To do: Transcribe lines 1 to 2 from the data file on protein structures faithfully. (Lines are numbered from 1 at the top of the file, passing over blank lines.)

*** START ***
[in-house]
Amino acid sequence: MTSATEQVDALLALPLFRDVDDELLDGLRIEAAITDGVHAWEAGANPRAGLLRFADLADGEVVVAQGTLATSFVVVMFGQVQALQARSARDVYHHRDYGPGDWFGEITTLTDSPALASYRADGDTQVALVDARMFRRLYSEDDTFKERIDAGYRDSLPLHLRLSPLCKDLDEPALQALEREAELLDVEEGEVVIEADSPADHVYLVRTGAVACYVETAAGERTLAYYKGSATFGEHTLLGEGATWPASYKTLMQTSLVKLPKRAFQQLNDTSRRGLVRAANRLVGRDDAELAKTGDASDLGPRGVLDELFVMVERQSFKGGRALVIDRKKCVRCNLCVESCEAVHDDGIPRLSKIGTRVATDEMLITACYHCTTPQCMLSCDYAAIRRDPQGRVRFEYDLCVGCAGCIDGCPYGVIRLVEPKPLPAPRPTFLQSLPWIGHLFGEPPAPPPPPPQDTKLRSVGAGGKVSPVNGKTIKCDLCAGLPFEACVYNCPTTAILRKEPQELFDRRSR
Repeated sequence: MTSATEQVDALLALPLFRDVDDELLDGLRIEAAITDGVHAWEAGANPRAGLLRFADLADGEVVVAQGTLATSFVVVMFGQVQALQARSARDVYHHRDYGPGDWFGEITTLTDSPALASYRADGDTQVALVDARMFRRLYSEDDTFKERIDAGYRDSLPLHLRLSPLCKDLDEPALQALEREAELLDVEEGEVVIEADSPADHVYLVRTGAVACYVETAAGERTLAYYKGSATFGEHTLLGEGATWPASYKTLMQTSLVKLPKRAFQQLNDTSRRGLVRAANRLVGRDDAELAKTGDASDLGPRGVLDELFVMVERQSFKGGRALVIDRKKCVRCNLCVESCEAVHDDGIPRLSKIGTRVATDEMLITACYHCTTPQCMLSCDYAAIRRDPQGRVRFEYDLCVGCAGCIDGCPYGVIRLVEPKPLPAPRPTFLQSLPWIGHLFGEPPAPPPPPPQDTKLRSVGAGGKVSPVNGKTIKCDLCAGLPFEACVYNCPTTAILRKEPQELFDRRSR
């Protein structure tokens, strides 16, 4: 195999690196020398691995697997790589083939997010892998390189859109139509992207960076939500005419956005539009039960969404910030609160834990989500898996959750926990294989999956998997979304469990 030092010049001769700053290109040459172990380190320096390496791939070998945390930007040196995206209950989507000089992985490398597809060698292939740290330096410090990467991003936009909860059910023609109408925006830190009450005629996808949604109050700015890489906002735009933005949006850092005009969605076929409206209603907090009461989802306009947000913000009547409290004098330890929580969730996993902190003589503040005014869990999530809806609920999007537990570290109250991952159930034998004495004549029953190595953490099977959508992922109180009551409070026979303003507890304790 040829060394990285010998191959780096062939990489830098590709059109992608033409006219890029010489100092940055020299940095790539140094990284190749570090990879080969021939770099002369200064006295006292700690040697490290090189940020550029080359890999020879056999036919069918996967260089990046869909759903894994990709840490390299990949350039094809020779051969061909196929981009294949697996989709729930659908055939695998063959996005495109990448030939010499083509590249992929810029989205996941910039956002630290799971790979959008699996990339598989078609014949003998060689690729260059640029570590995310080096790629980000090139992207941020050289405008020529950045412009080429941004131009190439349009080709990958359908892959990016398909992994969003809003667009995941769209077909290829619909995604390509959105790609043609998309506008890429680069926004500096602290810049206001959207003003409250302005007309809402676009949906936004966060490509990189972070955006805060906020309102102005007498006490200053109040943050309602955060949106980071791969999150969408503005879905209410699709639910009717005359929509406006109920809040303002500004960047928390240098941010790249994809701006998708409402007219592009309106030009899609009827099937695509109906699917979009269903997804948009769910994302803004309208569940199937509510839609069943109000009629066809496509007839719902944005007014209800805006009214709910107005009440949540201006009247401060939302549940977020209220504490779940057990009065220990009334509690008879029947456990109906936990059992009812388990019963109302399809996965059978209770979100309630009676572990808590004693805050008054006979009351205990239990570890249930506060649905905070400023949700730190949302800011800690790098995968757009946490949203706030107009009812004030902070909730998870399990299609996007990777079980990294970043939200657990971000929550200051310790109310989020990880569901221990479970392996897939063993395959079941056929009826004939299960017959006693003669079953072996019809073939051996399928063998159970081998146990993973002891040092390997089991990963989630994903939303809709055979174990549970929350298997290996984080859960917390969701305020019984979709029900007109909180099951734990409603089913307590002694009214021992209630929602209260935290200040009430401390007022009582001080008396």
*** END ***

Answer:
[in-house]
Amino acid sequence: MTSATEQVDALLALPLFRDVDDELLDGLRIEAAITDGVHAWEAGANPRAGLLRFADLADGEVVVAQGTLATSFVVVMFGQVQALQARSARDVYHHRDYGPGDWFGEITTLTDSPALASYRADGDTQVALVDARMFRRLYSEDDTFKERIDAGYRDSLPLHLRLSPLCKDLDEPALQALEREAELLDVEEGEVVIEADSPADHVYLVRTGAVACYVETAAGERTLAYYKGSATFGEHTLLGEGATWPASYKTLMQTSLVKLPKRAFQQLNDTSRRGLVRAANRLVGRDDAELAKTGDASDLGPRGVLDELFVMVERQSFKGGRALVIDRKKCVRCNLCVESCEAVHDDGIPRLSKIGTRVATDEMLITACYHCTTPQCMLSCDYAAIRRDPQGRVRFEYDLCVGCAGCIDGCPYGVIRLVEPKPLPAPRPTFLQSLPWIGHLFGEPPAPPPPPPQDTKLRSVGAGGKVSPVNGKTIKCDLCAGLPFEACVYNCPTTAILRKEPQELFDRRSR